Saturday, March 31, 2007

I Wouldn't Want to Join an Anthropological Study Sample That Would Have Me as a Member

Posted by Jeff Lipshaw

I just got back from the gym.  Since the headphone jack for the sound on the TVs on the machine I like to use doesn't work, I usually grab one of the magazines on the rack for diversion purposes.  WhileHarpers_208x86 usually I would prefer the ones that assess the ten best and ten worst Oscar night gowns (this year I voted for Nicole Kidman and Cate Blanchett, but then every year I vote for Nicole Kidman and Cate Blanchett), for some reason I took the January 2007 edition of Harper's.

What caught my attention was an essay entitled "Army of Altruists: On the alienated rDgraeberight to do good" by David Graeber, a Yale anthropology associate professor (left).  Right off the bat, I liked the non-extreme and nuanced view that neither egoism nor altruism is somehow inherent in human nature.  Says Graeber, "very few of our actions could be said to be motivated by anything so simple as untrammeled greed or utterly selfless generosity."  Nevertheless, we manage to set egoism and altruism in opposition to each.  From there, Graeber develops the following propositions:

1.    The coalition of economic libertarians and fundamental religionists that is the political Right tries to enhance the division between egoism and altruism and thus to appeal to the extreme views on each.  The left seeks to efface the distinction by holding that you can do good and make good at the same time (using the Kennedy family as the paragon of this).

2.  "The real problem of the American left is that although it does try in certain ways to efface the division between egoism and altruism, it largely does so for its own children.  This has allowed the right, paradoxically, to represent itself as the champion of the working class."  Here the thesis is that the working class views it as difficult but not impossible to become rich, but impossible to join the intelligentsia.  The child of a working person has a shot at being a corporate executive, but almost no chance of being "an international human-rights lawyer or a drama critic for the New York Times."

3.  The avenue by which the children of the working class can achieve the nobility of altruism is by joining the military.  On the other hand, the campus radicals of the 1960s became the academicians of the 70s, 80s, and 90s.  They had "set out to create a new society that destroyed the distinction between egoism and altruism, value and values.  It did not work out, but they were, effectively, offered a kind of compensation:  the privilege to use the university system to create lives that did so, in their own little way, to be supported in one's material needs while pursuing virtue, truth, and beauty, and, above all, to pass that privilege on to their own children."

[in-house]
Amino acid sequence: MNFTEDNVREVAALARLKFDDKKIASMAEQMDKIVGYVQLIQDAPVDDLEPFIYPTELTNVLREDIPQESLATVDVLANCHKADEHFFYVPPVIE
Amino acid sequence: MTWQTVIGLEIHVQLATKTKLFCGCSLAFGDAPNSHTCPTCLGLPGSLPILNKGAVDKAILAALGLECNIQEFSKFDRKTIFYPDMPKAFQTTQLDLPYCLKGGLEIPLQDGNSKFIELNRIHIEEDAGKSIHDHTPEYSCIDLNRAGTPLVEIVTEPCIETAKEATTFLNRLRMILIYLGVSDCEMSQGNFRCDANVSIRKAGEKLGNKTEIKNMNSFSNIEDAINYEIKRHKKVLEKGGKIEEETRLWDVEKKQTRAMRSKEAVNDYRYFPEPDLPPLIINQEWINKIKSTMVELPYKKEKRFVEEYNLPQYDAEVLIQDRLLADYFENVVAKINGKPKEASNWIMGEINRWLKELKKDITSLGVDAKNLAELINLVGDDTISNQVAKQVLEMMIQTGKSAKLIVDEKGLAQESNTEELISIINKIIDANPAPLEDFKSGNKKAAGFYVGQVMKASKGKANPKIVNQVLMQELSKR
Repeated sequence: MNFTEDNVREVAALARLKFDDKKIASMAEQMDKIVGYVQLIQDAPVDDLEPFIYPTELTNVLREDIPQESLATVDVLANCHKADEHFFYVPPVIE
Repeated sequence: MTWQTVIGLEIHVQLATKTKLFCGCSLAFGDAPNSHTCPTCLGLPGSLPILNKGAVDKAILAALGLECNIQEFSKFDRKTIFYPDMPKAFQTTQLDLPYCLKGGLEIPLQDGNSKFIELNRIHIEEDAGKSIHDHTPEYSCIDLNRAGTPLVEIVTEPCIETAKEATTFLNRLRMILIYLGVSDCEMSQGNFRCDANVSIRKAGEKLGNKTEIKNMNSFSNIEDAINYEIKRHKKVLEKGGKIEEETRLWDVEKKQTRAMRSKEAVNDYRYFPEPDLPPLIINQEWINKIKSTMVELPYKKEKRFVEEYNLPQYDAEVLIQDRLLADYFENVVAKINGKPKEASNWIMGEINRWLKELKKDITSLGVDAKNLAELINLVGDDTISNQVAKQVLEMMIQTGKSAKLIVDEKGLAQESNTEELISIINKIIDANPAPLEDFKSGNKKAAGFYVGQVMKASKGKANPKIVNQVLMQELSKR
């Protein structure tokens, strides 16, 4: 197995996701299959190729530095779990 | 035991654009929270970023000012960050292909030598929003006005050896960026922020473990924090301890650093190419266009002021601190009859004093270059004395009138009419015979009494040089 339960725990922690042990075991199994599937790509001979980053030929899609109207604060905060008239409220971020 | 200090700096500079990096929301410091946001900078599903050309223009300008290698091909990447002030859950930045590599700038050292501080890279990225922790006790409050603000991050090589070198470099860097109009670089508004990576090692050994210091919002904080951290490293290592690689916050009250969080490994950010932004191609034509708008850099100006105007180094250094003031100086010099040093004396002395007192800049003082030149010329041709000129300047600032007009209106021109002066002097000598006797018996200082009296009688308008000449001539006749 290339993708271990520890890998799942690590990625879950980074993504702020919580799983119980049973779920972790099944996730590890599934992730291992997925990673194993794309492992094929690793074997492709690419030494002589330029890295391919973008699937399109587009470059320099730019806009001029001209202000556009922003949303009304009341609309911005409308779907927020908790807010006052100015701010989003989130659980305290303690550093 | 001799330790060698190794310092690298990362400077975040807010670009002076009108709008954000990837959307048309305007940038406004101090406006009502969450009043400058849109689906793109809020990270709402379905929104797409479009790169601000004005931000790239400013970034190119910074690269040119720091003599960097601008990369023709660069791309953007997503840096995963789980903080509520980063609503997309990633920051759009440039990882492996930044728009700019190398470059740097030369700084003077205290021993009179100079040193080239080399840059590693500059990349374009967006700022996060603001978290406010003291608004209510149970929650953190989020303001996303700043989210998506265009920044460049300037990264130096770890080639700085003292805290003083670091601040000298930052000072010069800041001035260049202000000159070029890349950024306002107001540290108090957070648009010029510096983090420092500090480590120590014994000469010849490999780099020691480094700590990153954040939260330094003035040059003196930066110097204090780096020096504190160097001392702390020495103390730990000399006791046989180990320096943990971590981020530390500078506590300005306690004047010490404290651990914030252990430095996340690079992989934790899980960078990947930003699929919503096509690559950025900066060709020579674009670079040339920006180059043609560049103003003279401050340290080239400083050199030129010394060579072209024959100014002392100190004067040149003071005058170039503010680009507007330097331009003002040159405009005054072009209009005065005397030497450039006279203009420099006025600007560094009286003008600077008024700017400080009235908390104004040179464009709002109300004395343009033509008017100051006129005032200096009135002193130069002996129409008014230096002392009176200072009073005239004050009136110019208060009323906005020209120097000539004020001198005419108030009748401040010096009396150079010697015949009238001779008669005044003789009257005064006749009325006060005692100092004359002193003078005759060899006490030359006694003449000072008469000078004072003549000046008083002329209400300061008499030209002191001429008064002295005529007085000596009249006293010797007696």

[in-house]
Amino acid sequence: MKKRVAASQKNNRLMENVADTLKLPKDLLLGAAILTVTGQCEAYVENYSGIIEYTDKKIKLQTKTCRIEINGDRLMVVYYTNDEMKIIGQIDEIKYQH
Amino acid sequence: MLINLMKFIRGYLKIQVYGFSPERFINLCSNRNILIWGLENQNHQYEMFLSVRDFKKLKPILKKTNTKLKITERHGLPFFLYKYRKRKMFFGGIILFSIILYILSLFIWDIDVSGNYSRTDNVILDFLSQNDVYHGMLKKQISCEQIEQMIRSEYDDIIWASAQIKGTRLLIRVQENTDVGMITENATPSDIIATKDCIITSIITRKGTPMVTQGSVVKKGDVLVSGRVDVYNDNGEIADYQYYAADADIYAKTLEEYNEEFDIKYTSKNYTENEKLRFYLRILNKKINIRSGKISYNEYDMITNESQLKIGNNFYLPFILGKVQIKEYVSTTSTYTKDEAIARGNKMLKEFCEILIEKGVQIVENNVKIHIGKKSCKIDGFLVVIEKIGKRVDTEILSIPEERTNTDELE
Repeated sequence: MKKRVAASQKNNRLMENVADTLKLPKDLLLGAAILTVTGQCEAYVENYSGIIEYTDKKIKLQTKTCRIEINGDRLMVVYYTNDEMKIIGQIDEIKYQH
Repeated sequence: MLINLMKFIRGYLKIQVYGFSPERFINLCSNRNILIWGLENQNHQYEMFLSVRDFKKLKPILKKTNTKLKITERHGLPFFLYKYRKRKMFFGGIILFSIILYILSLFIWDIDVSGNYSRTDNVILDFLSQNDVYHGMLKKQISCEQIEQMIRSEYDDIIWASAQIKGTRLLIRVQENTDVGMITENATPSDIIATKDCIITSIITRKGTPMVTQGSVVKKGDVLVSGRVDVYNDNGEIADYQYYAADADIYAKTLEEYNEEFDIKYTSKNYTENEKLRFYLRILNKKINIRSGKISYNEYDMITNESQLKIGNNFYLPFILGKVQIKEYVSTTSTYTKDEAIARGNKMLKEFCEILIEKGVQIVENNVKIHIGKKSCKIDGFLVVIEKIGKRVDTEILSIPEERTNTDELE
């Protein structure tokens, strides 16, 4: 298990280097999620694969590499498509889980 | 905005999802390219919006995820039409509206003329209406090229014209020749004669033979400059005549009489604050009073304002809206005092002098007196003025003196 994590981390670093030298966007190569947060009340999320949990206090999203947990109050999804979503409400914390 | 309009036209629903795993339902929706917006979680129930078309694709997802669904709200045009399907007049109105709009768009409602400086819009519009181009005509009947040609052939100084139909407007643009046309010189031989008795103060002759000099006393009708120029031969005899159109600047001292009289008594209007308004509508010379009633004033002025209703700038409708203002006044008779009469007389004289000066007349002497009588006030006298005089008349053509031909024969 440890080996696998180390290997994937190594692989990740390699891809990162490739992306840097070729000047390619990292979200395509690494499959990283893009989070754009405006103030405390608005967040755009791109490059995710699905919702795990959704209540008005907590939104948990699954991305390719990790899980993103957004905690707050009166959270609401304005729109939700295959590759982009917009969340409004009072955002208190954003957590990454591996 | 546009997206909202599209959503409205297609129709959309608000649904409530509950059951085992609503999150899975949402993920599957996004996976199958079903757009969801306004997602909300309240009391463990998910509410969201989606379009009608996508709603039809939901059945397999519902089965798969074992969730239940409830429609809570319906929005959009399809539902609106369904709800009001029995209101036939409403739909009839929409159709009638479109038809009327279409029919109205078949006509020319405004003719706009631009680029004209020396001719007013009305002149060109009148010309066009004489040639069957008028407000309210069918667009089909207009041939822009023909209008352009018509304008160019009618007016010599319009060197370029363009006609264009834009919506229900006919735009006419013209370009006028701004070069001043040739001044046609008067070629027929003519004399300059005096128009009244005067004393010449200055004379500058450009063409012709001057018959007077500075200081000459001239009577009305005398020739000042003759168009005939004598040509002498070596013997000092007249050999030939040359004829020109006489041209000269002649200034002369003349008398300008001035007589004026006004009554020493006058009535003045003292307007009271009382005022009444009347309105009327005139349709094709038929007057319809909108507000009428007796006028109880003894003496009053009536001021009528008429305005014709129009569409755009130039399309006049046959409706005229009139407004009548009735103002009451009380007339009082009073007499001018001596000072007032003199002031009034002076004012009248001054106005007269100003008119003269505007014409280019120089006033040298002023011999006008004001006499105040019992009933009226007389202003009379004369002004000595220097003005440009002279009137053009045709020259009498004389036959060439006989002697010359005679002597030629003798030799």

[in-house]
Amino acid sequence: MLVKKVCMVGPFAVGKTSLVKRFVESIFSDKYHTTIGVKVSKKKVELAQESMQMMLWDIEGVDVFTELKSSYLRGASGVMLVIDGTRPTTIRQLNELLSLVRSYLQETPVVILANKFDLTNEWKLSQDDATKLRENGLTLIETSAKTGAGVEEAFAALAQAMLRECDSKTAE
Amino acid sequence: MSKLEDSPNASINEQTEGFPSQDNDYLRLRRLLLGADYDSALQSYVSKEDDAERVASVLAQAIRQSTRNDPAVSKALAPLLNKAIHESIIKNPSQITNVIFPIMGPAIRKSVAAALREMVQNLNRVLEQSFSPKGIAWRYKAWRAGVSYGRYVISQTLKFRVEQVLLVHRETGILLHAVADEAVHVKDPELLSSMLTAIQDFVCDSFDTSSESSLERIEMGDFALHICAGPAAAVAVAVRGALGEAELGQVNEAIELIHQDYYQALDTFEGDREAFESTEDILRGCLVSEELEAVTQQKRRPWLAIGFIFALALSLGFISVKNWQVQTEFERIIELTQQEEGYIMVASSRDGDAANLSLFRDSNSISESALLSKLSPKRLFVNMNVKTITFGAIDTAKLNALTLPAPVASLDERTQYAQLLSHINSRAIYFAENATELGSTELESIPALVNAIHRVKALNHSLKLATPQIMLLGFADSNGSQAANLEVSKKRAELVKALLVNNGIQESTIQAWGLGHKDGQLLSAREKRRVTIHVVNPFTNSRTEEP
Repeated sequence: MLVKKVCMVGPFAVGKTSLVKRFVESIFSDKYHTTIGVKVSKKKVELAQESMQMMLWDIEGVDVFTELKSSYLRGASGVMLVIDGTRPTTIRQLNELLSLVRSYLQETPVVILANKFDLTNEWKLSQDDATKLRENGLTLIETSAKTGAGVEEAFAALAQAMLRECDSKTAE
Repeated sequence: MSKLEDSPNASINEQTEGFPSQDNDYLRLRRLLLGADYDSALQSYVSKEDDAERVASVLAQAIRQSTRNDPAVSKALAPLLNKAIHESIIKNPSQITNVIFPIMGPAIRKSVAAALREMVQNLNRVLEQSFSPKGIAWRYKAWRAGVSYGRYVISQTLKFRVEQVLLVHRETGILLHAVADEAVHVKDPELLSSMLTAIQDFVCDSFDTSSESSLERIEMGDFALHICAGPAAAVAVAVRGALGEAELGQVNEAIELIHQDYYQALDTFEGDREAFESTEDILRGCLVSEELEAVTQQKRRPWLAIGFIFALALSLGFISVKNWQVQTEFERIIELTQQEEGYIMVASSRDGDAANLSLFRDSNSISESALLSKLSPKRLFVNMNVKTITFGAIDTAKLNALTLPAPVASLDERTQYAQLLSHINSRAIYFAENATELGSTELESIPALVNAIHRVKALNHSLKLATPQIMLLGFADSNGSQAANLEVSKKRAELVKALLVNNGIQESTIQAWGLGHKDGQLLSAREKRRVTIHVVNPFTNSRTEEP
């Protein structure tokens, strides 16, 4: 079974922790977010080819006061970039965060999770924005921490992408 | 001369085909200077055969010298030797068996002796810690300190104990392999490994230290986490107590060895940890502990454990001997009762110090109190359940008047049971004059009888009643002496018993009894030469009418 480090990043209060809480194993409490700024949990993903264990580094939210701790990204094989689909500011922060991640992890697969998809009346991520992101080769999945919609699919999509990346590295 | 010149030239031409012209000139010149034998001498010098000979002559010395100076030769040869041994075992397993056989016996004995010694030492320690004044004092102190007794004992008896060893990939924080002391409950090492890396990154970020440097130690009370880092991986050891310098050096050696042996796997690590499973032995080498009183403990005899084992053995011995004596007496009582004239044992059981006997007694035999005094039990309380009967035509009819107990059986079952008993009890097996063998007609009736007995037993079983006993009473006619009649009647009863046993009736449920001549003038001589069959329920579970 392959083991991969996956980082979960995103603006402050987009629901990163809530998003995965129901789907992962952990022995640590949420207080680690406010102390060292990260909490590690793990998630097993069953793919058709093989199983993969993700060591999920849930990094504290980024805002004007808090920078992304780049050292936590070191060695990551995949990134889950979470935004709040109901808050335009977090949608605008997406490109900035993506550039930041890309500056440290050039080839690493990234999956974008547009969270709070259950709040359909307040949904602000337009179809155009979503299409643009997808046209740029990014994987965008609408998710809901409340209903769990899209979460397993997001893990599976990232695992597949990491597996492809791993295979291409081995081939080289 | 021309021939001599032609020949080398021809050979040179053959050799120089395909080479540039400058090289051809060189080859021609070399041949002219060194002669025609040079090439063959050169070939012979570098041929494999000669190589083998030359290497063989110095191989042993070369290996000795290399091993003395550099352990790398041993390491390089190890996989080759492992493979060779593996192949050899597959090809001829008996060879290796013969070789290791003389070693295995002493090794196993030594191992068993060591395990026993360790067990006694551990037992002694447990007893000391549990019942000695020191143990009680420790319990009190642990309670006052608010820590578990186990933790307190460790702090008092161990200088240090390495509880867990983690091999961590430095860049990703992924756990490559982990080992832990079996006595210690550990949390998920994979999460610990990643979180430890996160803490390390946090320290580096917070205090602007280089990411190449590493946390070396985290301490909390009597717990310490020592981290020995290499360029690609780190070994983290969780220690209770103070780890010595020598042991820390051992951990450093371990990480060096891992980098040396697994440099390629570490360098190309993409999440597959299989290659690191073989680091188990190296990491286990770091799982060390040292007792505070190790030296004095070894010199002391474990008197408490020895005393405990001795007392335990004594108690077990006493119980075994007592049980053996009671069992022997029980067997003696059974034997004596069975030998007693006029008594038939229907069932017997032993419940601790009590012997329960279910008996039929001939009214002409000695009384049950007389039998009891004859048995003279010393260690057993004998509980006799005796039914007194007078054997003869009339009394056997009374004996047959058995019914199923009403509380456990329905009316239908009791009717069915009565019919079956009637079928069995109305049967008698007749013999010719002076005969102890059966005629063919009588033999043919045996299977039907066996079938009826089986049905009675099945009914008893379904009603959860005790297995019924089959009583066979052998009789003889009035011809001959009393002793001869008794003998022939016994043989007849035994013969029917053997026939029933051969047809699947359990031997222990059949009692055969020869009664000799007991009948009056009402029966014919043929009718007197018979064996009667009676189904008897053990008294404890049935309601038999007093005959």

Now, despite my initial good feeling about the nuance in Graeber's interesting and lively essay, I realized that I had been sucked into an anthropological view of the relationship between culture and moral choice.  Intuitively, I react badly to the idea that I am not a moral free agent, regardless of my potty-training or academic pedigree, but, of course, it's entirely possible that I have this intuition because of my potty-training and academic pedigree.  But I also juxtapose Graeber's anthropological observations on the academy with two views that have circulated in the academic blogosphere recently (neither of which I necessarily endorse, but both of which now give me pause):  (a) Jeff Harrison's view over at MoneyLaw and elsewhere that "being a law professor is a privilege largely enjoyed by children of privilege who have developed a sense of entitlement," and (b) Kaimi Wenger's post at Concurring Opinions, but especially the comments to it, in which it seems to be common knowledge, as though it were something you checked off in the questionnaire for inclusion in the AALS directory, who on a faculty (at least at Harvard and Stanford) is a Republican, a Democrat, a liberal, a libertarian, or a conservative.

But now that I am a law professor (and I've even filled out the AALS questionnaire), I guess I'm part of this anthropological sample, and it has me just a little bit worried.  I'd be a poor (or at least unhappy) politician for the same reason that I was an unhappy litigator:  I wanted everybody to love me.  But I know I didn't come from the elite (unless you view me from the standpoint of an unrepentant anti-Semite, in which case I come by it honestly).  And while I don't see myself as being invited onto the Harvard or Stanford faculties any time soon, at least as a thought experiment, we can consider it, and the question is:  does somebody know better than I do whether I am a Republican, Democrat, liberal, libertarian or conservative?

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